December 11, 2016
When I arrived in London’s Heathrow Airport, I experienced one of the most significant culture shocks of the trip. I went to the cashier, prepared to pay for my salad and smoothie, he spoke to me, and I, having no idea what he said, froze in confusion. Now this confused freezing was actually a common feeling for me on the trip, especially in Prague where Czech is spoken. But in this case, the shock I experienced was when the cashier, seeing me frozen, repeated the price for my lunch in English and I realized that he had been speaking English all along—not German, Hungarian, Italian, Czech, or French—and I had not understood a word he said.
Because of the English language and the many cultural links between the US and the UK, I had expected London to be the most familiar country of any we visited. However, as evidenced by my embarrassing encounter with the British cashier, London’s very familiarity was what made it feel so strange. So familiar—and yet lorries and taxis barreled down the “wrong” side of the street and people spoke with accents that could have come straight out of Downton Abbey. Still, London is much closer to home than Prague (our previous stop)—a small city pierced by medieval towers, still learning to shake off the shadow of oppression (by the Nazis and the Communists) in its recent past. London, instead, is a bustling modern city, once the crown jewel of a vast empire, and still one of the wealthiest (and most expensive) cities in the world. Here, instead of boasting an historic centre, history is to be found in small pockets amidst the whir off traffic and the glare of skyscrapers—Westminster Abbey, the Tower of London, St. Paul’s Cathedral, the Globe Theatre, and so on.
This contrasted with Prague, where there was a definitive old part of town where the highlights are the statue-lined Charles Bridge and the astronomical clock tower, a device so spectacular in its day that the mayor of the town had the clockmaker’s eyes gouged out just so he couldn’t build another one anywhere else. Or so the legend goes. Speaking of gore, the Tower of London is an excellent place to go if you want to see an overpriced gift shop located in a former dungeon/torture chamber and hear a tale of the most botched execution in English history. Enough said.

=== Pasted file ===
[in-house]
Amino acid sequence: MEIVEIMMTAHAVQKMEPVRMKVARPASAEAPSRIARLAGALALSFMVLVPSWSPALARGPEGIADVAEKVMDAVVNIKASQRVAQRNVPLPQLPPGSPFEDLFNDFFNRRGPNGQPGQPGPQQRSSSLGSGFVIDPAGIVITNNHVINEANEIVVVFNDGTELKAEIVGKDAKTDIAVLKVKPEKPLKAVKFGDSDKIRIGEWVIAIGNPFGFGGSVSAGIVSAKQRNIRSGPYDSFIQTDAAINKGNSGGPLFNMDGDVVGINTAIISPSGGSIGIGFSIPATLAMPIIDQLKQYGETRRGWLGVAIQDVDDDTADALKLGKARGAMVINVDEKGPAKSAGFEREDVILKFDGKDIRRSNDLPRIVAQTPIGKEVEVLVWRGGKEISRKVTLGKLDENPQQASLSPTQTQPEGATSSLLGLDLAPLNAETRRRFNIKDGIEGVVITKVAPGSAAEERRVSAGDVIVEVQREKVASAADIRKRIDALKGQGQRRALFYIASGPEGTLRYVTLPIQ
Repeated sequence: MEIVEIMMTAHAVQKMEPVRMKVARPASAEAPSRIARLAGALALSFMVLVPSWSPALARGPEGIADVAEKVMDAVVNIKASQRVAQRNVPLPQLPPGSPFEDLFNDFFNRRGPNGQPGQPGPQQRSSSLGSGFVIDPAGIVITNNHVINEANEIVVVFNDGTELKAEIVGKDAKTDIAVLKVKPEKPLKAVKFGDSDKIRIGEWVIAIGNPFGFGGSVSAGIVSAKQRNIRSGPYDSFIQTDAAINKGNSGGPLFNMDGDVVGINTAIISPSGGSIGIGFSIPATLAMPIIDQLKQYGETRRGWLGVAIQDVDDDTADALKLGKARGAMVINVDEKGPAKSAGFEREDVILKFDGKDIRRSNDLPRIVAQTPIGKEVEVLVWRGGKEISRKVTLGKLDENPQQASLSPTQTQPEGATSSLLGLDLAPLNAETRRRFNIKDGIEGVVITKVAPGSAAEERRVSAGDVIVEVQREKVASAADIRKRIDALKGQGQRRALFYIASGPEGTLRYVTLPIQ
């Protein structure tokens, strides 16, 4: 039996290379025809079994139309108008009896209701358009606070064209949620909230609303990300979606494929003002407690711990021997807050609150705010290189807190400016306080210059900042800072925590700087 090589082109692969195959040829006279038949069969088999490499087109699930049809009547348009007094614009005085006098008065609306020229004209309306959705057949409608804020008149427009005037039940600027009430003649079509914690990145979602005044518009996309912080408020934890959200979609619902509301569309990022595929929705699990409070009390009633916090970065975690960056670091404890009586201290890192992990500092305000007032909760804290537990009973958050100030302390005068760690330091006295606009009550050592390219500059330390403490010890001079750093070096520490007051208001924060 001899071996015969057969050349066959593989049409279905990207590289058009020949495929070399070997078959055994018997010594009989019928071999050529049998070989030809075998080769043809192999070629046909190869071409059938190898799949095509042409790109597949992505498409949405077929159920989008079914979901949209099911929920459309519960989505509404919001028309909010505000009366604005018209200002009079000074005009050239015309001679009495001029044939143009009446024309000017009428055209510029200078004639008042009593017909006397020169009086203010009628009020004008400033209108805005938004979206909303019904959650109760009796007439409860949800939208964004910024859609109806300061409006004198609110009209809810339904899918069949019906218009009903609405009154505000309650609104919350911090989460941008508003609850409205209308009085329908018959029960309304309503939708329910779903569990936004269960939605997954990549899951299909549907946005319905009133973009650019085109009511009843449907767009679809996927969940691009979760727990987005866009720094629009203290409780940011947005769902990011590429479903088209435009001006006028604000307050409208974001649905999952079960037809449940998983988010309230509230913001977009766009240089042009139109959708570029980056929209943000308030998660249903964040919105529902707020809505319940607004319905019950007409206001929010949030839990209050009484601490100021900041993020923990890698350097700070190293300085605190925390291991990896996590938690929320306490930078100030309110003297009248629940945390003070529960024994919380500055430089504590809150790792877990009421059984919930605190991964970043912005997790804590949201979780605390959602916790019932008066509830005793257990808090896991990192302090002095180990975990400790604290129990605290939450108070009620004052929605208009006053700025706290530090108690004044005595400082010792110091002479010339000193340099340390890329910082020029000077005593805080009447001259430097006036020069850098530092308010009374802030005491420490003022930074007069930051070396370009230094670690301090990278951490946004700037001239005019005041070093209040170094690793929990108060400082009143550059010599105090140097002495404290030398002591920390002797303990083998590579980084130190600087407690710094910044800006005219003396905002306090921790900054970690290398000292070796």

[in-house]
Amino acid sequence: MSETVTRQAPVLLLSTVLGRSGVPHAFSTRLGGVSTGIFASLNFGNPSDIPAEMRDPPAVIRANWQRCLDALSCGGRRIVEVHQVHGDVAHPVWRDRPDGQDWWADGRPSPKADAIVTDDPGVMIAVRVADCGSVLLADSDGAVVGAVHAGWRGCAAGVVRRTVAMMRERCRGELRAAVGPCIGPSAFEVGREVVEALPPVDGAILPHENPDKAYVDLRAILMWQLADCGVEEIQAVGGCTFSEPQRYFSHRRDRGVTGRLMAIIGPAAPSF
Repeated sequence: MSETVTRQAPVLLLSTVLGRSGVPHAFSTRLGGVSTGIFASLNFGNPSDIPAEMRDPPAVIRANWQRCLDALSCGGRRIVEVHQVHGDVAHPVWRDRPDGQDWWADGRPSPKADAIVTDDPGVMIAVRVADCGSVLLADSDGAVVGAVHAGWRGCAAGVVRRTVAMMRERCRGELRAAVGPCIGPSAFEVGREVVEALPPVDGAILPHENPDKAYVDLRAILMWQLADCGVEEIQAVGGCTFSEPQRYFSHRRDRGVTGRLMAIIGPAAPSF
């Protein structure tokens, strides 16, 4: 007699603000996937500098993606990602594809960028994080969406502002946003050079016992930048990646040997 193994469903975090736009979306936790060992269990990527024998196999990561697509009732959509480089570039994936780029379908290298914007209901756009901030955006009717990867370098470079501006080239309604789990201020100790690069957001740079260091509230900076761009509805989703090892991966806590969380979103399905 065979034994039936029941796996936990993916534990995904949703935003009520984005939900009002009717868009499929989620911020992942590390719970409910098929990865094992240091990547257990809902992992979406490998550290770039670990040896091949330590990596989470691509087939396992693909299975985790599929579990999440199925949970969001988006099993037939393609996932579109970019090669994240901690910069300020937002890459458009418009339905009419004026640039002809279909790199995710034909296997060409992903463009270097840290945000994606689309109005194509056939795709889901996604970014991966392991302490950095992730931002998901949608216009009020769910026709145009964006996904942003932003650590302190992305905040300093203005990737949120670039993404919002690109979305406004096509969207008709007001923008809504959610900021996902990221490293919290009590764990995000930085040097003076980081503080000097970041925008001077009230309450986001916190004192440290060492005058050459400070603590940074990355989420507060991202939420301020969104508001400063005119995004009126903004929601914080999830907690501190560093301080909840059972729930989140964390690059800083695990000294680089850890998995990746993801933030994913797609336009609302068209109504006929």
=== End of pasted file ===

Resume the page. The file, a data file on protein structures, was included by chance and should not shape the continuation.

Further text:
My favorite part of the trip to the Tower of London was probably when we got to see the crown jewels. They funneled us and all the other tourists into a dark room, then stuck us on a conveyor belt that scooted us past all the crowns of England in order—each of them imprisoned in their own glass box with small lights hitting their enormous jewels in all of the right places—diamonds and rubies and sapphires, all larger than your eyes. London is soft on the eyes, by the way, often a hazy grey.
The only morning we ran into rain was when we went to Oxford. Despite the rain, this was a thrilling day for me because we got to eat lunch at the Eagle and Child, where I saw the room that the Inklings, Tolkien and C.S. Lewis’ writing club, used to meet! Another thrill for the nerdier portion of our group was seeing Ian McKellen (Gandalf in Lord of the Rings), Patrick Stewart (Captain Picard in Star Trek) and Owen Teale (Ser Allister Thorne in Game of Thrones) at a performance of No Man’s Land in London’s West End. This was a special performance for everyone because it was the first play since Vienna that was actually in English! We saw four performances in Prague, all of them in Czech, which we enjoyed because of their visual complexity—whether it was actors floating between stage and screen, puppets and books reenacting the Holocaust, or actors dancing around in bear costumes and traditional garb. In both Prague and London, we had the chance to see Shakespeare on stage, which was wonderful! Both performances were largely modernized in terms of set, costumes, and dramatic interpretation, but the language in London was still undeniably Elizabethan. While in London, we also visited a Renaissance style indoor theatre, a small venue built out of English oak and lit only by beeswax candles. I must admit, I got a bit nervous when the actors were dancing around the flaming candelabras.
If you think about it, the cross-cultural experience is a lot like dancing around chandeliers on a dark stage—beautiful, exhilarating, but often downright nerve-wracking. But worth it? Worth almost catching your skirts on fire? Well, I’ve done the dance and most of the beeswax tapers are still burning. So I think, yes. Yes. I’d dance that dance again.
Until next time, lovely Europe. Adieu.